House Defies Presidential Veto Threat, Votes To Water Down New Consumer Agency
WASHINGTON – The House last night passed a bill to ease the power of the Consumer Financial Protection Bureau – the day the new agency was opened – despite a White House promise to veto the legislation.
The bill, backed by the credit union lobby, would expand the governance of the new consumer bureau from a single director to a five-member board and give existing financial regulators – including NCUA – increased powers over the agency’s rulemaking.
The Republican-led House passed the bill, 241-173, on the one-year anniversary of the Dodd-Frank Act, the financial regulation law that created the consumer bureau as a cornerstone of Wall Street oversight. But the bill has little prospect of passing the Senate, which is controlled by the Democrats.
House Democrats fought the GOP’s efforts to water down the new agency. “Instead of supporting the CFPB on its first day, the House Republicans are pushing forward with a bill to weaken this important agency and to delay, de-fang and derail it,” said Rep. Carolyn Maloney, D-N.Y.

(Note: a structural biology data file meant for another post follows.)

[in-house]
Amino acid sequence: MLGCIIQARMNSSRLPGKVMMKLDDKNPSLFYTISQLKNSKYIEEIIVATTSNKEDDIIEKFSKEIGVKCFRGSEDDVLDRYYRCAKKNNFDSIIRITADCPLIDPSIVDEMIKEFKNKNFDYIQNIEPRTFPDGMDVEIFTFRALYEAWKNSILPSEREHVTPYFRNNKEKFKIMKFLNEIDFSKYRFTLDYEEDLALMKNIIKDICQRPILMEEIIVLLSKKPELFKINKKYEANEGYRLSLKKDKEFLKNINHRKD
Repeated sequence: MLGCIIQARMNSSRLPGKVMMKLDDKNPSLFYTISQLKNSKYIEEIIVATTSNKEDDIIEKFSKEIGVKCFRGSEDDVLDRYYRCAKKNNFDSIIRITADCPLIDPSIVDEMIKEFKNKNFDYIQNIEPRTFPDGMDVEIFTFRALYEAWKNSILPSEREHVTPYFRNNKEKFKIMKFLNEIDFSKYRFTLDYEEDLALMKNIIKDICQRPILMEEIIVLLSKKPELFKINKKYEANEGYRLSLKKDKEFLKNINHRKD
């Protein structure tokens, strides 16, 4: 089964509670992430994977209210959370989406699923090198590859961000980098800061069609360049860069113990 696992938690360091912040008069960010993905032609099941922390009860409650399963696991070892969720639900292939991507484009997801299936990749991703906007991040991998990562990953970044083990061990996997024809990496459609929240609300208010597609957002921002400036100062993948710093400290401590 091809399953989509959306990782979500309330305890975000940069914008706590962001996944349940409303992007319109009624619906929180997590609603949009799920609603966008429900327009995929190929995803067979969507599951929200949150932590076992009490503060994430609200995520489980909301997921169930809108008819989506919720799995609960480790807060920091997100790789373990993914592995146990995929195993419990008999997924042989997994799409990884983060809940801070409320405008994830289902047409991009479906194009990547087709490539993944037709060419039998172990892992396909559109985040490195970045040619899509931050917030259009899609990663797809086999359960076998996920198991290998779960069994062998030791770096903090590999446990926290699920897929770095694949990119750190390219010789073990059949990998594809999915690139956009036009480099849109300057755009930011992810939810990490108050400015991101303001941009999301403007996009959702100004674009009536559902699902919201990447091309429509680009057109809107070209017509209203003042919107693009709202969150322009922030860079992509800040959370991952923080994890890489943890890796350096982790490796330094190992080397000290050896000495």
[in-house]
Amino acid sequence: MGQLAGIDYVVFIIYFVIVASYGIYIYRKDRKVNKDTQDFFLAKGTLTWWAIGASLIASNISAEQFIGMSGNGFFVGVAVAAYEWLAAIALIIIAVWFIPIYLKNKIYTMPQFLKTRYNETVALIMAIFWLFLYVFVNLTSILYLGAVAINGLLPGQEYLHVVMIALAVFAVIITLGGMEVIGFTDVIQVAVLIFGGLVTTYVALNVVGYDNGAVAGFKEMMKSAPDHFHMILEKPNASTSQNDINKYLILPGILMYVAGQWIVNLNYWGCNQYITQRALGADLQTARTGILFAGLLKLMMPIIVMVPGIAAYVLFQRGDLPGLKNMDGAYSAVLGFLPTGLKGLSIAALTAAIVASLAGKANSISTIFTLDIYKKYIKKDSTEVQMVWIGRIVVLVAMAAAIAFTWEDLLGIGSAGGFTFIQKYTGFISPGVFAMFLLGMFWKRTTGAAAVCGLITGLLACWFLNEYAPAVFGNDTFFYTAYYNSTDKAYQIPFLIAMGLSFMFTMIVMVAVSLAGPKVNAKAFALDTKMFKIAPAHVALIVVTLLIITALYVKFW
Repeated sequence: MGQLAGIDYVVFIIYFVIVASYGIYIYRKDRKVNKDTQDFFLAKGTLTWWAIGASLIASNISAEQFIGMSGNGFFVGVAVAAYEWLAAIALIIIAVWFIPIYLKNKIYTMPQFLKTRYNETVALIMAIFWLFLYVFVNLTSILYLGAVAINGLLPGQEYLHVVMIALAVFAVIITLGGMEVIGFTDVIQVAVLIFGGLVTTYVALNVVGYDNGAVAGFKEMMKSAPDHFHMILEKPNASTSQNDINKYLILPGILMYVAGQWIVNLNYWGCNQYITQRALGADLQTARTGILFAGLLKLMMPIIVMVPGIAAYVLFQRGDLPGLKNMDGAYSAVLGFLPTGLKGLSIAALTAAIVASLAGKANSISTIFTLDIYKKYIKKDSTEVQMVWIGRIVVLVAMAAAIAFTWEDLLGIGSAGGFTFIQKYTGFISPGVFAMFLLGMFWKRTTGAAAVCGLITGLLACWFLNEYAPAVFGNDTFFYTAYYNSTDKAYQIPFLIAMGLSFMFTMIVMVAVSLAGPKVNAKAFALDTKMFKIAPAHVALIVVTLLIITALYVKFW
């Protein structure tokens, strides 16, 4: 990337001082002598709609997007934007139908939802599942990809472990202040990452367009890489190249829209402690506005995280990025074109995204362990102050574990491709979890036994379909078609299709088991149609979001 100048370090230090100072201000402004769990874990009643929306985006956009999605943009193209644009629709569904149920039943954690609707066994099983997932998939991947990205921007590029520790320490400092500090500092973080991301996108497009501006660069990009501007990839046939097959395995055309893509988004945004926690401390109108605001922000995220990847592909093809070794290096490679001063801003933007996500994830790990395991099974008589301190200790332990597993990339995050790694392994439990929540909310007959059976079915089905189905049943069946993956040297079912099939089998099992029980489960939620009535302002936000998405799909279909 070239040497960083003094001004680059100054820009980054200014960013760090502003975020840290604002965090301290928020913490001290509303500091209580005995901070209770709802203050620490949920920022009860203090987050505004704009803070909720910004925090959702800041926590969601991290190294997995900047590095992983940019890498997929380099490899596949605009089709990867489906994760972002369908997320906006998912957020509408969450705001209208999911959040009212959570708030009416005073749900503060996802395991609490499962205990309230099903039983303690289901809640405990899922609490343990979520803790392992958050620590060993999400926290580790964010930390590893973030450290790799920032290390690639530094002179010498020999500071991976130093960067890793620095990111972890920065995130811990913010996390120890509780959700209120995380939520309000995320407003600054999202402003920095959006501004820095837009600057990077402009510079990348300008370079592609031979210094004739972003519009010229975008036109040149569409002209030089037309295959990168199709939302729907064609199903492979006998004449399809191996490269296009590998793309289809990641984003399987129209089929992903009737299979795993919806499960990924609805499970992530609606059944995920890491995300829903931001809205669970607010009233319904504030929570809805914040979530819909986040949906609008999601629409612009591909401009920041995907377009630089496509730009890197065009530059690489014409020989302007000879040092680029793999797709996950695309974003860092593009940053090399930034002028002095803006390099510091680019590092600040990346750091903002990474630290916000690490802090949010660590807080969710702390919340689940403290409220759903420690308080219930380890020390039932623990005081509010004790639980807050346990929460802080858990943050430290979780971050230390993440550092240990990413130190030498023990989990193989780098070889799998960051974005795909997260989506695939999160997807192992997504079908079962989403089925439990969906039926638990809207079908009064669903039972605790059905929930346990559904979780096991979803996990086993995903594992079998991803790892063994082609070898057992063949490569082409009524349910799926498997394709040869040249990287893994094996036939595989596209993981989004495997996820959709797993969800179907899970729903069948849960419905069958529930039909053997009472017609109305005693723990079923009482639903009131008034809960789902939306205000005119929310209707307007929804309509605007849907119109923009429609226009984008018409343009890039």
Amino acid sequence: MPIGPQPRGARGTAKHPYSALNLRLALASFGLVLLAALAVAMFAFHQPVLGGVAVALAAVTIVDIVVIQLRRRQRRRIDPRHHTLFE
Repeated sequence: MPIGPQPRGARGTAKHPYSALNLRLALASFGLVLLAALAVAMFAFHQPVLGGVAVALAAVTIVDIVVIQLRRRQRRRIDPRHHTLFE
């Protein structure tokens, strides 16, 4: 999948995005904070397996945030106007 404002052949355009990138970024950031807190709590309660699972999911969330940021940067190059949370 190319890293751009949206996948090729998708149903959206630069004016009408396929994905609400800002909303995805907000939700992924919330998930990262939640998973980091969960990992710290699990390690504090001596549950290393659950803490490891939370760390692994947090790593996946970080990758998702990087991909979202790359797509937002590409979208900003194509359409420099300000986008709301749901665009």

Republicans say the consumer agency, which does not receive its funding from Congress, lacks proper oversight in its current form and has the power to threaten the safety and soundness of the financial institutions it oversees.
The Republican bill would replace the bureau’s director position with a bipartisan five-person board, lower the threshold for banking regulators to veto rules and delay the transfer of full authority until after a director is confirmed.
Senate Republicans have vowed to block any nominee for the director position until changes are made to the leadership structure, funding and oversight. President Obama nominated Richard Cordray, former Ohio attorney general now serving as the bureau’s enforcement chief, for the director post on Monday. The nomination was quickly shot down by Senate Republicans, who insist the changes be made before they vote to confirm a director.
The push for changes is backed by industry lobby groups including CUNA, NAFCU, the U.S. Chamber of Commerce, the American Bankers Association and the Independent Community Bankers of America.